Fitch Solutions, the primary distributor of Fitch Ratings content, on Friday kept its lower GDP growth forecast for the Philippines this year at 6.1 percent from 6.2 percent in 2018 as domestic and external headwinds are seen to impact the economy in the months ahead.
“We expect a further tightening of monetary conditions, the likelihood of a re-escalation of global trade tensions, and a deteriorating business environment to weigh on the Philippines’s economic growth momentum,” Fitch Solutions said a day after the release of the 2018 GDP report that showed the economy growing 6.2 percent last year, missing the official target range of 6.5 to 6.9 percent.
Fitch said the strong public investment drive would be insufficient to offset growing external headwinds and weak private investment.
“We at Fitch Solutions reiterate our view that the Philippine economy will struggle to reverse its weakening growth momentum over the coming quarters... ,” Fitch said.
“... We expect overall growth to continue to be negatively impacted by headwinds to private consumption as domestic monetary conditions tighten further over the coming quarters, alongside global rising interest rates,” it said.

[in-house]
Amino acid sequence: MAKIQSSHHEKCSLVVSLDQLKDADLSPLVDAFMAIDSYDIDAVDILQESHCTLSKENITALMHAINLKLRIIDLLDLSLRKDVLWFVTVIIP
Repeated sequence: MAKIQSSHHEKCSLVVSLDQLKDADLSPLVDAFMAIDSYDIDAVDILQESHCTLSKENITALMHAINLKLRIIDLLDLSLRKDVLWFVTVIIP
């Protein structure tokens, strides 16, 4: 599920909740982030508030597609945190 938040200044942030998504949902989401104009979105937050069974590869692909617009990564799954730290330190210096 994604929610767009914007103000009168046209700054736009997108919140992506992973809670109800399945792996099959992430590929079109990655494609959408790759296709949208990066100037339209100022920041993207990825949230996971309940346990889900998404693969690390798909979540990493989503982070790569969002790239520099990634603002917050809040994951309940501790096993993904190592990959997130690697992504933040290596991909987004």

It cited the latest consumer expectations survey conducted by the Bangko Sentral ng Pilipinas in the fourth quarter of 2018, showing the leading consumer confidence index for the next three months (first quarter of 2019) dipping to -0.8 percent, and the next 12 months index declining to 10.7 percent.
Fitch further said that a re-escalation of trade tensions would not only disrupt global supply chains and investor confidence, but also weigh directly on China’s economic growth and hence export demand from the Philippines.
“Risks to our growth forecasts in the near-term are evenly balanced. On the upside, the Philippine government could ramp up government spending further and breach the non-statutory budget deficit limit of 3 percent of GDP to achieve its economic objectives,” it said.
On the downside, it said external and geopolitical risks remain pertinent. A significant deterioration in US-China trade tensions and a faster-than-expected rate hiking cycle in the US could trigger a flight to safety, weighing on investment further, it said.
Meanwhile, it said the maritime dispute between Manila and Beijing might damage economic cooperation between the two countries and “could see China pull out of infrastructure investments in the Philippines.”